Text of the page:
Sources of information:

1. USDA 2004
2. Mensing S., and R. Byrne. 1998. Pre-mission Invasion of Erodium cicutarium in California. Journal of Biogeography 25: 757-762
3. Rosiere, R. E. 1987. An Evaluation of Grazing Intensity Influences on California USA Annual Range. Journal of Range Management 40(2): 160-165
4. Brooks 2003
5. DiTomaso and Healy in prep.


Question 3.2 Distribution/Peak frequency? A Observational
Describe distribution:

Very common in valley and foothill grasslands.


Sources of information:

DiTomaso, observational.


Worksheet A - Innate reproductive potential

Reaches reproductive maturity in 2 years or less Yes
Dense infestations produce >1,000 viable seed per square meter Yes
Populations of this species produce seeds every year. Yes
Seed production sustained over 3 or more months within a population annually No
Seeds remain viable in soil for three or more years No
Viable seed produced with both self-pollination and cross-pollination Unknown
Has quickly spreading vegetative structures (rhizomes, roots, etc.) that may root at nodes No
Fragments easily and fragments can become established elsewhere No
Resprouts readily when cut, grazed, or burned No
Total points: 4
Total unknowns: 1
Total score: B?

Related traits:

Worksheet B - Arizona Ecological Types is not included here

Worksheet C - California Ecological Types

(sensu Holland 1986)
Major Ecological Types Minor Ecological Types Code?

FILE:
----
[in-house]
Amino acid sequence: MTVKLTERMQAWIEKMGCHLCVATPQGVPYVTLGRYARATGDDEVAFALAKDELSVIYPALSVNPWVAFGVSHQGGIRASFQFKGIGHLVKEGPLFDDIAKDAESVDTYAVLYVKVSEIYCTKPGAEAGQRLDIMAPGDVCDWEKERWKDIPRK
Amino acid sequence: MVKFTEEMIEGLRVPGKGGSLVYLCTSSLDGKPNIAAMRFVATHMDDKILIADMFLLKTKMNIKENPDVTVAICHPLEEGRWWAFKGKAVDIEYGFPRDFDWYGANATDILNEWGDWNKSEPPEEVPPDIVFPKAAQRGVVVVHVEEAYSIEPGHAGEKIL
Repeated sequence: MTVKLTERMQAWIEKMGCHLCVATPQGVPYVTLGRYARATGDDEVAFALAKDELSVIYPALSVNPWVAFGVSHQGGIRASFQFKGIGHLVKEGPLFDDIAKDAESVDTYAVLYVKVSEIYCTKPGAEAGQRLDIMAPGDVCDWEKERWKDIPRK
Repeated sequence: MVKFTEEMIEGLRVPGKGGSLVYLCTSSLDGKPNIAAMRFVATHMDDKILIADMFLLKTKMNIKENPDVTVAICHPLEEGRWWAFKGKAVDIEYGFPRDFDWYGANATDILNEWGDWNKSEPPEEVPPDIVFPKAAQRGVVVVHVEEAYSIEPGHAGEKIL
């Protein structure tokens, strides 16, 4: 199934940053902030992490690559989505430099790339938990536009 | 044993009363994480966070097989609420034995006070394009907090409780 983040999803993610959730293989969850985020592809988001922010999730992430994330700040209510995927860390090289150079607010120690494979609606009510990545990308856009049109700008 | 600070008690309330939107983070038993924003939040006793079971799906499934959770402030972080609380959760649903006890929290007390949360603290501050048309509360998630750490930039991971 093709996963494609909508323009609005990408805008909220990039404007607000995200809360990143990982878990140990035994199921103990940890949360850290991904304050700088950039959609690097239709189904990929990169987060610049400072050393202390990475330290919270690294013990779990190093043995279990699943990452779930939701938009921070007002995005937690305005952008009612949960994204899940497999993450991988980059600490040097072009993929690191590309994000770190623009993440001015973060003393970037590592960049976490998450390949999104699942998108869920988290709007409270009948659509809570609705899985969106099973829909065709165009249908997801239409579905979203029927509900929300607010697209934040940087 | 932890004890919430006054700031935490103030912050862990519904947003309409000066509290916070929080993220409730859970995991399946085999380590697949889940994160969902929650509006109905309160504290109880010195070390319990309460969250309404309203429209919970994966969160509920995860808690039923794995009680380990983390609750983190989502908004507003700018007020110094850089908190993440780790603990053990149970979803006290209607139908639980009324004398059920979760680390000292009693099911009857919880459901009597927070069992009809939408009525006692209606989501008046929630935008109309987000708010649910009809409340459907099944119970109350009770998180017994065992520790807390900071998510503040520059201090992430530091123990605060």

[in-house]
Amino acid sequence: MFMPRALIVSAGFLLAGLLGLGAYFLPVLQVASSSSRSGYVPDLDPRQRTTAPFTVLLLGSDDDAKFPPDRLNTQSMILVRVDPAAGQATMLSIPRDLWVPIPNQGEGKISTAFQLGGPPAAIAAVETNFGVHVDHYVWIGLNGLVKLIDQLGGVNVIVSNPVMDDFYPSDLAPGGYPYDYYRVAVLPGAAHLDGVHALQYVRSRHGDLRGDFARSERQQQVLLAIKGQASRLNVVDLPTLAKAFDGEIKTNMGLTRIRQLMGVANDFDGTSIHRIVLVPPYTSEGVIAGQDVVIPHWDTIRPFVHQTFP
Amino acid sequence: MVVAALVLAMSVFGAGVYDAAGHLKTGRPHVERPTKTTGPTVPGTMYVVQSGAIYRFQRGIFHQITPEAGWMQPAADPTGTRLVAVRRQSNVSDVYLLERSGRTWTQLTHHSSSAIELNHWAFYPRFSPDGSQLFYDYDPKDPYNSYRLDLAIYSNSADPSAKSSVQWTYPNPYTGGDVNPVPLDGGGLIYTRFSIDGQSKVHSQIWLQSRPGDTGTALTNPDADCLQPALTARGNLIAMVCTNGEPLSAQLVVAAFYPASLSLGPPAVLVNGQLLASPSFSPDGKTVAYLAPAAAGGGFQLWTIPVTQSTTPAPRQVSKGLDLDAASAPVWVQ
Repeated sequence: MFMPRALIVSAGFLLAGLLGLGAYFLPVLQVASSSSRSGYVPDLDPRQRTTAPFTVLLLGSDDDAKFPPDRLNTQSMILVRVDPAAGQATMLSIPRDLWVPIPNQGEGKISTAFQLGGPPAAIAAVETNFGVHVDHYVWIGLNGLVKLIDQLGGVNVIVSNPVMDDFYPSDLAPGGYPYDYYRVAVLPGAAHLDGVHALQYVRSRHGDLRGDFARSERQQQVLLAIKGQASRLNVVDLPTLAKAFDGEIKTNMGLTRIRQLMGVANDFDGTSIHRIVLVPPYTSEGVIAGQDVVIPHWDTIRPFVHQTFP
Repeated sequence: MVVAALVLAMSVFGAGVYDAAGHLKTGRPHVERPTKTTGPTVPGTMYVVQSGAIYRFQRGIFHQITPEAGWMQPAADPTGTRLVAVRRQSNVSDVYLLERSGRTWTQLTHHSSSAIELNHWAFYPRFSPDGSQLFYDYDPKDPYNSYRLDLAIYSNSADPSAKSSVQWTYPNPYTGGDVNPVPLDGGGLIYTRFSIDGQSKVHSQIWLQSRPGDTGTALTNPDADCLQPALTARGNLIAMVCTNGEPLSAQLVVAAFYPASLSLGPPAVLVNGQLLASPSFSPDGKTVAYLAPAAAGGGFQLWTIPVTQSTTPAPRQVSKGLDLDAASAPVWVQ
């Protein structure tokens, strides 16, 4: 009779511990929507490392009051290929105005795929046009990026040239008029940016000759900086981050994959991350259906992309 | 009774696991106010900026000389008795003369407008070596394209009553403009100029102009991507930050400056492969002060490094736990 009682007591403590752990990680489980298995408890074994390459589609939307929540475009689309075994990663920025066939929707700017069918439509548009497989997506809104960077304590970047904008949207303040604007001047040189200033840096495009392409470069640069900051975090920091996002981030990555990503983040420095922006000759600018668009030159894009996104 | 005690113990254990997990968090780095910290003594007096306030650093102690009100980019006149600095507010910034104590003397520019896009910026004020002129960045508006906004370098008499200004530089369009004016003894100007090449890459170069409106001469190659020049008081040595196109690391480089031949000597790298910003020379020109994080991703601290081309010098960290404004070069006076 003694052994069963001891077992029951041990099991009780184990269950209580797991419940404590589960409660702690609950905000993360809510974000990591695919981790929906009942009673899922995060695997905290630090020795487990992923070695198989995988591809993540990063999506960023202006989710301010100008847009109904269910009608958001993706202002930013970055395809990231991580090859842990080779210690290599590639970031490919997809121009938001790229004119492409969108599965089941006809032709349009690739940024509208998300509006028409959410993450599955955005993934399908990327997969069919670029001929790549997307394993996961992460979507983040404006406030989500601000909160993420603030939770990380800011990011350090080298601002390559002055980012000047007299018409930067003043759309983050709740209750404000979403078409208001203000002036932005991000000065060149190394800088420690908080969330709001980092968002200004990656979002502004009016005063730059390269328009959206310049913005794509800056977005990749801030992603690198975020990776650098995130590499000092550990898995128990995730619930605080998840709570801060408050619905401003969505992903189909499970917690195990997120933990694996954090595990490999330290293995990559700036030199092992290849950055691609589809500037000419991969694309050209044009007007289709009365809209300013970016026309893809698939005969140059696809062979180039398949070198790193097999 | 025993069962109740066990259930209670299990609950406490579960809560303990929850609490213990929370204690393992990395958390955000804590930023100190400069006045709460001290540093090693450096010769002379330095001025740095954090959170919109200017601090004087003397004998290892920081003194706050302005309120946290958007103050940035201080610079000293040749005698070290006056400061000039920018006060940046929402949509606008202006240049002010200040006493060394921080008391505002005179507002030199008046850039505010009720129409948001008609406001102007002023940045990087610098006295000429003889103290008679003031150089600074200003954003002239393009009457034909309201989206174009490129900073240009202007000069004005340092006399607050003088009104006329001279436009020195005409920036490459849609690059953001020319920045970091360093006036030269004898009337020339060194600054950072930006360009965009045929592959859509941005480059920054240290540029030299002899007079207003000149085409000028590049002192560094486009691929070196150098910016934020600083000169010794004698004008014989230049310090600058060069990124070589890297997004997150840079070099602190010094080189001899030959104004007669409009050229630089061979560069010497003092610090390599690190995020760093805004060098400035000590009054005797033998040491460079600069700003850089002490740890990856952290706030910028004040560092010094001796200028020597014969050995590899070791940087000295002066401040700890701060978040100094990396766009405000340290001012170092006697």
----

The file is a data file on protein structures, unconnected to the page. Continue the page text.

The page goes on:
Marine Systemsmarine systems
Freshwater and Estuarine lakes, ponds, reservoirs
Aquatic Systemsrivers, streams, canals
estuaries
Dunescoastal
desertD, < 5%
interior
Scrub and Chaparralcoastal bluff scrub
coastal scrub
Sonoran desert scrub
Mojavean desert scrub (incl. Joshua tree woodland)
Great Basin scrub
chenopod scrub
montane dwarf scrub
Upper Sonoran subshrub scrub
chaparralC, 5% - 20%
Grasslands, Vernal Pools, Meadows, and other Herb Communitiescoastal prairieB, 20% - 50%
valley and foothill grasslandA, > 50%
Great Basin grasslandC, 5% - 20%
vernal pool
meadow and seep
alkali playa
pebble plain
Bog and Marshbog and fen
marsh and swamp
Riparian and Bottomland habitatriparian forest
riparian woodland
riparian scrub (incl.desert washes)
Woodlandcismontane woodlandB, 20% - 50%
piñon and juniper woodland
Sonoran thorn woodland
Forestbroadleaved upland forest
North Coast coniferous forest
closed cone coniferous forest
lower montane coniferous forestC, 5% - 20%
upper montane coniferous forest
subalpine coniferous forest
Alpine Habitatsalpine boulder and rock field
alpine dwarf scrub
Amplitude (breadth): A
Distribution (highest score): A

Infested Jepson Regions

Click here for a map of Jepson regions

  • CA Floristic Province
  • Cascade Range
  • Central West
  • Great Valley
  • Northwest
  • Sierra Nevada
  • Southwest
  • Great Basin Province
  • Modoc Plateau
  • Sierra Nevada East
  • Desert Province
  • Mojave Desert
  • Sonoran Desert